Welcome to 2020, when looting has its own literature.
At the start of the year, few could have predicted widespread riots and looting in the great cities of America — even with a heated election on the horizon. But the world watched in shock as tensions boiled over in the wake of George Floyd’s killing and cities burned.
If we couldn’t predict this, much less could we have seen that looting would end up with its own literature. But welcome to 2020. Vicky Osterweil’s In Defence of Looting: A Riotous History of Uncivil Action is the latest book to catch the world’s attention — all thanks to National Public Radio (NPR), a taxpayer-funded media group, no less.
Osterweil, a transwoman who describes herself as a writer, editor and agitator, has been fascinated by and involved in protests for many years. In her new book, she argues that “looting is a powerful tool to bring about real, lasting change in society”.
While it would be easy to dismiss her case out of hand, perhaps it warrants deeper reflection. As early as the 300s, for example, Church Father Saint Basil of Caesarea taught in a sermon that the poor actually have a rightful claim to the wealth of the rich:
“That bread which you keep belongs to the hungry; that coat which you preserve in your wardrobe, to the naked; those shoes which are rotting in your possession, to the shoeless; that gold which you have hidden in the ground, to the needy.”
Likewise Godfrey of Fontaines (1250-1309), a medieval theologian, claimed that if a beggar stole a loaf of bread from his rich neighbour, he couldn’t be charged for theft since he had a natural right to that bread in order to survive.
In fact, Congresswoman AOC, who loosely defines herself as a Catholic, seemed to echo this logic when she defended the looting in New York City:
“Maybe this has to do with the fact that people aren’t paying their rent and are scared to pay their rent and so they go out and they need to feed their child and they don’t have money so… they feel like they either need to shoplift some bread or go hungry.”
A Black Lives Matter organiser from Chicago also made this justification when she announced to gathered crowds: “I don’t care if somebody decides to loot a Gucci’s or a Macy’s or a Nike because that makes sure that that person eats… that’s reparations. Anything they want to take, take it because these businesses have insurance.”
Is this what Saint Basil or Godfrey meant? Is looting ever morally justifiable? Moreover, what exactly does Vicky Osterweil have in mind in her defence of looting?
“When I use the word looting,” explains Osterweil in the NPR interview, “I mean the mass expropriation of property, mass shoplifting during a moment of upheaval or riot. That’s the thing I’m defending.”
She goes on:
“Often, looting is more common among movements that are coming from below. It tends to be an attack on a business, a commercial space, maybe a government building — taking those things that would otherwise be commodified and controlled and sharing them for free.”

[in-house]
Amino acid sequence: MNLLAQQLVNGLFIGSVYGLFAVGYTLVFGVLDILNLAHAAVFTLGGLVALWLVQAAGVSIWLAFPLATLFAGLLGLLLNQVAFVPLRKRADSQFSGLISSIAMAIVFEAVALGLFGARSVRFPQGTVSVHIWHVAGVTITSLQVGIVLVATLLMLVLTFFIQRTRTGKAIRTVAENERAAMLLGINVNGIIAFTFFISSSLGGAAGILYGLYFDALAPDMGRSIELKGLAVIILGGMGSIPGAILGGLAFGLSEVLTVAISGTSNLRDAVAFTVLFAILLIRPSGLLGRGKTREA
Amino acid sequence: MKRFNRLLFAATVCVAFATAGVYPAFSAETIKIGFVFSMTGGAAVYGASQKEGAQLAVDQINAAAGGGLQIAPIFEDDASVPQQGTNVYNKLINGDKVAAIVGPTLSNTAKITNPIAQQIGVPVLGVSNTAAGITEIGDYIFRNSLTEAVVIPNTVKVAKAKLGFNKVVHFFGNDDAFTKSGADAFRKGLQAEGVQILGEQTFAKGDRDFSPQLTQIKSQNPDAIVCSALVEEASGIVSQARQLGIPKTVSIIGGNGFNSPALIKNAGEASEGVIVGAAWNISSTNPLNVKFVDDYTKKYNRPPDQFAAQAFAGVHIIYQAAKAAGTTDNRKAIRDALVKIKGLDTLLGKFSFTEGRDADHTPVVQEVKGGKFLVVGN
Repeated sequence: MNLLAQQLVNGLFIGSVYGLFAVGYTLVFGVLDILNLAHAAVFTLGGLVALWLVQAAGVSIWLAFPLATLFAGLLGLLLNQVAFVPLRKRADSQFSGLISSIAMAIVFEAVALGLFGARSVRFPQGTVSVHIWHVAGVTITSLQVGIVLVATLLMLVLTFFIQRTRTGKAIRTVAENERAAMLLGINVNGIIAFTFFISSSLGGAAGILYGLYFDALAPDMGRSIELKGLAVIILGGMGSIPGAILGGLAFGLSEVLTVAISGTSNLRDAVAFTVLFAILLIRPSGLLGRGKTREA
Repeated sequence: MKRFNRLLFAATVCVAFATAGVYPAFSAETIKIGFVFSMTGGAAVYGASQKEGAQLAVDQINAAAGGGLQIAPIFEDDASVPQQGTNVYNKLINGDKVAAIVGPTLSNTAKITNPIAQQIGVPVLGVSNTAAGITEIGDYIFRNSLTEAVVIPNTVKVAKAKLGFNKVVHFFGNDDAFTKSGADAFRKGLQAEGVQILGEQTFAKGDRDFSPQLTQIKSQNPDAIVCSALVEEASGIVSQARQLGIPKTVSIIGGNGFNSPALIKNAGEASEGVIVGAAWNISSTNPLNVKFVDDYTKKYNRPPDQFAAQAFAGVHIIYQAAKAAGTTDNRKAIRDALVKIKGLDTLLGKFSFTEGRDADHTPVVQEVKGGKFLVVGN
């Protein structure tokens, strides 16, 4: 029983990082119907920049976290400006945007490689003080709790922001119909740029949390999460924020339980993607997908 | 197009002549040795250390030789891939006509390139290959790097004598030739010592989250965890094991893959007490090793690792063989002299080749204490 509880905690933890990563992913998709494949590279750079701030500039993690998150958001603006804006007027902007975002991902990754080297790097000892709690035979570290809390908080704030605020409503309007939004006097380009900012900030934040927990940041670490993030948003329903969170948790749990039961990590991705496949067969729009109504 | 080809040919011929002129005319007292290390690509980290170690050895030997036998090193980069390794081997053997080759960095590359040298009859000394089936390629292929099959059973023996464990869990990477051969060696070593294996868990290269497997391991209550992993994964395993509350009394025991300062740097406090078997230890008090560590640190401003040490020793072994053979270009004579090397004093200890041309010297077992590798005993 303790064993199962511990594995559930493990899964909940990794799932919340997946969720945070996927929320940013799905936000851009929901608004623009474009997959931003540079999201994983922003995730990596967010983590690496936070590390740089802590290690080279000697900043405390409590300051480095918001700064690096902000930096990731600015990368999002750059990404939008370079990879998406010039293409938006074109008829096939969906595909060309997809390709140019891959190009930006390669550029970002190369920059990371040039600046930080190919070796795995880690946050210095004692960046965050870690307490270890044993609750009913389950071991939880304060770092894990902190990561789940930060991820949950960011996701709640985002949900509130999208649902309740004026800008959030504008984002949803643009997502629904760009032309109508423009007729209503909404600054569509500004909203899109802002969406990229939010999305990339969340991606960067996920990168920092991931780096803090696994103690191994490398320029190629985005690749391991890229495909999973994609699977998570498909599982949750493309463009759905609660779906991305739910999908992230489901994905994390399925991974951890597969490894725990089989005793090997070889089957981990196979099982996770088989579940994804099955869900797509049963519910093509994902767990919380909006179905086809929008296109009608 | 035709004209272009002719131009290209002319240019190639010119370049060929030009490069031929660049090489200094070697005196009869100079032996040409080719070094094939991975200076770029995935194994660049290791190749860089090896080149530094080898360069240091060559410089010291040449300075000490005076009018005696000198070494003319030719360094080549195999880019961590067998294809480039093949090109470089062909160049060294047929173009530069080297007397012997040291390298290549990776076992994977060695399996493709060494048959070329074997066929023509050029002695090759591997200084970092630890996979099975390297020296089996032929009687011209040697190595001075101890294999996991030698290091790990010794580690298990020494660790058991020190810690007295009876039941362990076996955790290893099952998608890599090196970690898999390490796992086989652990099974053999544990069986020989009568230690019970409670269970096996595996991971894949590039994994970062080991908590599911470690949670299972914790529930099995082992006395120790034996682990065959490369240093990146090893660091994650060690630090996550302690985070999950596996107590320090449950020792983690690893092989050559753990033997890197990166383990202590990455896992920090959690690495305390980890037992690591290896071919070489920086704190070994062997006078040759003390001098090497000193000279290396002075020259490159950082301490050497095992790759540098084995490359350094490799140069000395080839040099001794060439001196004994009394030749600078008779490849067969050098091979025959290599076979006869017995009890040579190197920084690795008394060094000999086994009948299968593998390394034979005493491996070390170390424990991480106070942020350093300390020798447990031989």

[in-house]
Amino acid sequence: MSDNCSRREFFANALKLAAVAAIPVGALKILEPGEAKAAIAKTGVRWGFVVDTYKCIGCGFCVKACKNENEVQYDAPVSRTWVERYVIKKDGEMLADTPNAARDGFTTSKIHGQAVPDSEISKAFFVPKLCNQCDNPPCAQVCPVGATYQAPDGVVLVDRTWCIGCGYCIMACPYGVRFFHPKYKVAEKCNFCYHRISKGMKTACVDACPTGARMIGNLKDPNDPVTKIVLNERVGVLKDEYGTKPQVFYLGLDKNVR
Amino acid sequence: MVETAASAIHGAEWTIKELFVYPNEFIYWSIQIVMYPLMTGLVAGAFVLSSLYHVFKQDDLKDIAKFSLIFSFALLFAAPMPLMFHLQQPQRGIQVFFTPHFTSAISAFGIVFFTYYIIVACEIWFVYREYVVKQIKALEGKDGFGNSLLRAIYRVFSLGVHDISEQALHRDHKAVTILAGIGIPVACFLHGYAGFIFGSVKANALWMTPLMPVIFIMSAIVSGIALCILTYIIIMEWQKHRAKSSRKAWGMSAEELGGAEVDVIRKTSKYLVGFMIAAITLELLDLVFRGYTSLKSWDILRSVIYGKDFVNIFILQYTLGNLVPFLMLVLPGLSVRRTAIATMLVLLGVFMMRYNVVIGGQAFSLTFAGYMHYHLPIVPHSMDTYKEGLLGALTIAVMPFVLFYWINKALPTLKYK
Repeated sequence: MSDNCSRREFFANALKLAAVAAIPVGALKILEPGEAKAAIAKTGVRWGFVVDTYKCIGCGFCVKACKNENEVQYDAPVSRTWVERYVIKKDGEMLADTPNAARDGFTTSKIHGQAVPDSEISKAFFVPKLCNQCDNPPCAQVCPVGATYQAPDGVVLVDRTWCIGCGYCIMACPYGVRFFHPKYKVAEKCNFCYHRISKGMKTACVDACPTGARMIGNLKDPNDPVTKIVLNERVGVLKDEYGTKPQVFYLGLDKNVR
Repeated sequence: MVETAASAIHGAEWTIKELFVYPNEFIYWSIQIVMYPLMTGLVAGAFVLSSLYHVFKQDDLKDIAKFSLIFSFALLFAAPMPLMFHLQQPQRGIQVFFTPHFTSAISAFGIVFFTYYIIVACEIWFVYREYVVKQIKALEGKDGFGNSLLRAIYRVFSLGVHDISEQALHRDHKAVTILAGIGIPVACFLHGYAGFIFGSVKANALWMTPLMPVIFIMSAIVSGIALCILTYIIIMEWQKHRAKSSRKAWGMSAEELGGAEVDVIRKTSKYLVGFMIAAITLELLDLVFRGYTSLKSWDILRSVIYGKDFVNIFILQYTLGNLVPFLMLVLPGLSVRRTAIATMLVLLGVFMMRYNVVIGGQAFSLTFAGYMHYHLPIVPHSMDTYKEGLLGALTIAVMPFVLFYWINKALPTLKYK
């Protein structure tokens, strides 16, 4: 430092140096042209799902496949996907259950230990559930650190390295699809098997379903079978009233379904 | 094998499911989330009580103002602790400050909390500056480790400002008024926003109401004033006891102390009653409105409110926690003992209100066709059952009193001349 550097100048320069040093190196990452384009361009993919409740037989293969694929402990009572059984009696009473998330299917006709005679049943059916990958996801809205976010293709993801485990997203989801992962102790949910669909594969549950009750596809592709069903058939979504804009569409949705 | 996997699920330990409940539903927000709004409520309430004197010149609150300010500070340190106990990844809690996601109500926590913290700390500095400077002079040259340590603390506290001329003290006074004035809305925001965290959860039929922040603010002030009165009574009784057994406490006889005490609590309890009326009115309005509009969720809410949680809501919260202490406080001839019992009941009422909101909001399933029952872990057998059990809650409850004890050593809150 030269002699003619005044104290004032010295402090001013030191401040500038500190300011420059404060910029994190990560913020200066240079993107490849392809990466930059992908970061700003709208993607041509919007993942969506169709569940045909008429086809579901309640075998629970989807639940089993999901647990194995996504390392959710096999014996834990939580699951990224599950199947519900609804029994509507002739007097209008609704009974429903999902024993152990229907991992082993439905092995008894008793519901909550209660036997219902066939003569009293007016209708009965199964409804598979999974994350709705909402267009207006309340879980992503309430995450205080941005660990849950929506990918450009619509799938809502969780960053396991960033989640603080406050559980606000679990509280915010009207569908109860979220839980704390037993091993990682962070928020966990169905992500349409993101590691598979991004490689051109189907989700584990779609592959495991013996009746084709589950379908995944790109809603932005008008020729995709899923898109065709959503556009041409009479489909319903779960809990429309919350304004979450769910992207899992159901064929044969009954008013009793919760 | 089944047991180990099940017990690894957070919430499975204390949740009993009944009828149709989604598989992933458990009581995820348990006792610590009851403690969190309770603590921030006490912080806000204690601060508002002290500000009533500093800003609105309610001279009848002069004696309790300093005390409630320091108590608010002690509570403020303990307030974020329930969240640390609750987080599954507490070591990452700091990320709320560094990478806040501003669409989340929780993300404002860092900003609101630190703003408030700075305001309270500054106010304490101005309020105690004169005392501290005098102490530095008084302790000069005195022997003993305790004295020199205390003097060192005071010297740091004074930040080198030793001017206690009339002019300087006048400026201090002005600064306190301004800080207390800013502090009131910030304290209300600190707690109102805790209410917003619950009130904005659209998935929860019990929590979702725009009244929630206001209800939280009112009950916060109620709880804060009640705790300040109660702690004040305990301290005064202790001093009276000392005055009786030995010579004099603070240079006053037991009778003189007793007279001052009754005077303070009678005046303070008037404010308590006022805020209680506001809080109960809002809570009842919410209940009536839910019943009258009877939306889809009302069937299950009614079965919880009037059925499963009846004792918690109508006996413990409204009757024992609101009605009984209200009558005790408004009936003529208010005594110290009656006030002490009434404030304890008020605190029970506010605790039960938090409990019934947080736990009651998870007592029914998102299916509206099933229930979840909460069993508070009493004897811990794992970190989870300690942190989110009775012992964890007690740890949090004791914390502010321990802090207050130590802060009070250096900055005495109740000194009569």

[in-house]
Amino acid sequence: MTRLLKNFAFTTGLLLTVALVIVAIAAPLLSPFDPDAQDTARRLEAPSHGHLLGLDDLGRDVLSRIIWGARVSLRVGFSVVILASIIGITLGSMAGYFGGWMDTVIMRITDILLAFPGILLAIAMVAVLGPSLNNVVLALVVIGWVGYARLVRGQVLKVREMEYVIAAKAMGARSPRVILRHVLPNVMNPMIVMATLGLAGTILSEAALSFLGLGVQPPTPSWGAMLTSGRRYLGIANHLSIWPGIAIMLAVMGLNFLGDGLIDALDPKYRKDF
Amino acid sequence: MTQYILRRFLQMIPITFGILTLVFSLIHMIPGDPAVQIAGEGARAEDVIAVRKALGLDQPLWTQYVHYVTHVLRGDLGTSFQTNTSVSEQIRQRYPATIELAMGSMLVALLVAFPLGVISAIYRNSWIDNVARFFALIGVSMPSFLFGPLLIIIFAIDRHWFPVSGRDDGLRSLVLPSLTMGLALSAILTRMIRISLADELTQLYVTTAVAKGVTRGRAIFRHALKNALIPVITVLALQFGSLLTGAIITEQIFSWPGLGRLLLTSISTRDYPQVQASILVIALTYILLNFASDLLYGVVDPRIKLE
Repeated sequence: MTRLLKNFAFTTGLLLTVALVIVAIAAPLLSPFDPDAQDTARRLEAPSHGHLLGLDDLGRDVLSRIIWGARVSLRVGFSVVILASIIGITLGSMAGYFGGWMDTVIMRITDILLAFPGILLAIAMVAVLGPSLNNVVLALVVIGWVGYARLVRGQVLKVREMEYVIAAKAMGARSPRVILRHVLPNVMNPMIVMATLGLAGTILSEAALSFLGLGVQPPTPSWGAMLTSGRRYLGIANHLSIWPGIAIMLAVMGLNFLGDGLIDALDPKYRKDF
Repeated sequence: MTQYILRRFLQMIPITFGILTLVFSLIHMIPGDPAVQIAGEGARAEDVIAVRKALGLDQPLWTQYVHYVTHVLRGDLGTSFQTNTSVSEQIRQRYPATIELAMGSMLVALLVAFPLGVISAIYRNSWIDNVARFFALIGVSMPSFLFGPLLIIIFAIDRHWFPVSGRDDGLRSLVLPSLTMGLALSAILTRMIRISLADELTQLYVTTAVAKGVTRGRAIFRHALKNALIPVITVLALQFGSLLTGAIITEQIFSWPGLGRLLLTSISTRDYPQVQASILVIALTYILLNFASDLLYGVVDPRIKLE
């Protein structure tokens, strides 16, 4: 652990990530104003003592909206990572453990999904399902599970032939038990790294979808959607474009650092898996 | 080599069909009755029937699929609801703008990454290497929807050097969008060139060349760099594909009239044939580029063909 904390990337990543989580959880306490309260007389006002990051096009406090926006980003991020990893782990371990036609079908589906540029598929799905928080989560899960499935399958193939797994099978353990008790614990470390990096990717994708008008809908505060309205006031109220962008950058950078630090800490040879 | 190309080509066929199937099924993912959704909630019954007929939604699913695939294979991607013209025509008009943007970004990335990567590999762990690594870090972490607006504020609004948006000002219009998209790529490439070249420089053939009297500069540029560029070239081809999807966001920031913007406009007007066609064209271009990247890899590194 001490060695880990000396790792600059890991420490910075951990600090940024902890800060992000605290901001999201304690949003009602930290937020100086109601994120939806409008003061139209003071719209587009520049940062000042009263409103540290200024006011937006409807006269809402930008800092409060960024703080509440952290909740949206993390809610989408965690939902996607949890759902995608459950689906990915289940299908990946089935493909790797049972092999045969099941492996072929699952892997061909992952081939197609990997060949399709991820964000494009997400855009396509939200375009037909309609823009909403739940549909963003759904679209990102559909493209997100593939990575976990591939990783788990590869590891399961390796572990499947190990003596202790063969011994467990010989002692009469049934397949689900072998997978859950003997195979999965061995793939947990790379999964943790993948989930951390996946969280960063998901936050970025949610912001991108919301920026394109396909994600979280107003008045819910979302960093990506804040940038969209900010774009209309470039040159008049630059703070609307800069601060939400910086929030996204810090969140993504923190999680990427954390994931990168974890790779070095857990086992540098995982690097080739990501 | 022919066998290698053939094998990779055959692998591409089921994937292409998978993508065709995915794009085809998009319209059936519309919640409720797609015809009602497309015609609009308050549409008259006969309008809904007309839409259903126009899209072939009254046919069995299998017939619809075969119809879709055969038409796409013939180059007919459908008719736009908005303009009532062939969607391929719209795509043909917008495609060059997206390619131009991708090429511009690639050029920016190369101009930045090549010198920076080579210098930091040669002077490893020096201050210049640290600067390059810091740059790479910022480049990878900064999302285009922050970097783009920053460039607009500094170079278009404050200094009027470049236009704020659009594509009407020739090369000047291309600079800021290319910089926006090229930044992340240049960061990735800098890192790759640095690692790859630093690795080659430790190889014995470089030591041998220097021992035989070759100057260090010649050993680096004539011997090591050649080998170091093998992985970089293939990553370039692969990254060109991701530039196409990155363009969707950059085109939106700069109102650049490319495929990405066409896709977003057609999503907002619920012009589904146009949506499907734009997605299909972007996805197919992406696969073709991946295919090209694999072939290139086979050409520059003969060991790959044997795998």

Referring to looting as “proletarian shopping”, Osterweil makes the case that looting “rejects the legitimacy of ownership rights and property, the moral injunction to work for a living, and the ‘justice’ of law and order”. More than this, says Osterweil: “Looting provides people with an imaginative sense of freedom and pleasure and helps them imagine a world that could be… riots and looting are experienced as sort of joyous and liberatory.”
But what of the damage they cause? Says Osterweil: “In terms of potential crimes that people can commit against the State, it’s basically nonviolent. You’re mass shoplifting. Most stores are insured; it’s just hurting insurance companies on some level. It’s just money. It’s just property. It’s not actually hurting any people.”
Unfortunately, that hasn’t been true for the countless shop owners in recent months who have lost livelihoods — and even their own lives, in a fight to defend their property. In one tragic case, a torched corpse was found in a Minneapolis pawnshop days after rioters had passed through.
Ironically, many of those who have suffered the worst losses are themselves from minority communities.
And the broader community suffers too. Insurance rates go up, and during the long recovery, local jobs are harder to come by, and groceries and medicines are harder to access.
This is why the mother of Jacob Blake, the African-American shot by police in Kenosha, told the media: “If Jacob knew what was going on as far as that goes, the violence and destruction, he would be very unpleased. Please don’t burn up property and cause havoc and tear your own homes down in my son’s name. You shouldn’t do it.”
To Osterweil, looting is fun — for the looters. It’s free — also for the looters. And it doesn’t hurt anyone — at least, not the looters.
But the high costs of it all are borne by everyone else.
In Osterweil’s utopian thinking, scarcity simply doesn’t exist. And property rights don’t either, since there will always be enough to go around.
This is the eternal flaw in Marxist logic. Redistribution — by law or by looting — may work in the short-term. But it kills the will to produce in the first place.
Basil, Godfrey and even I would happily forgive a beggar stealing something they really needed. But no one wants their livelihood stolen or their community trashed. And that is precisely what looting leads to.
As a reviewer of the book at The Atlantic asked: “What do you think will do more for your community — a store that employs six people, or in that same location, a pile of bricks and broken glass?”
In truth, Osterweil’s book undermines her own argument. Like every book on the market, its publishing declares that “the scanning, uploading, and distribution of this book without permission is a theft of the author’s intellectual property”.
Apparently looting is only fun, free and harmless when you’re the one doing it.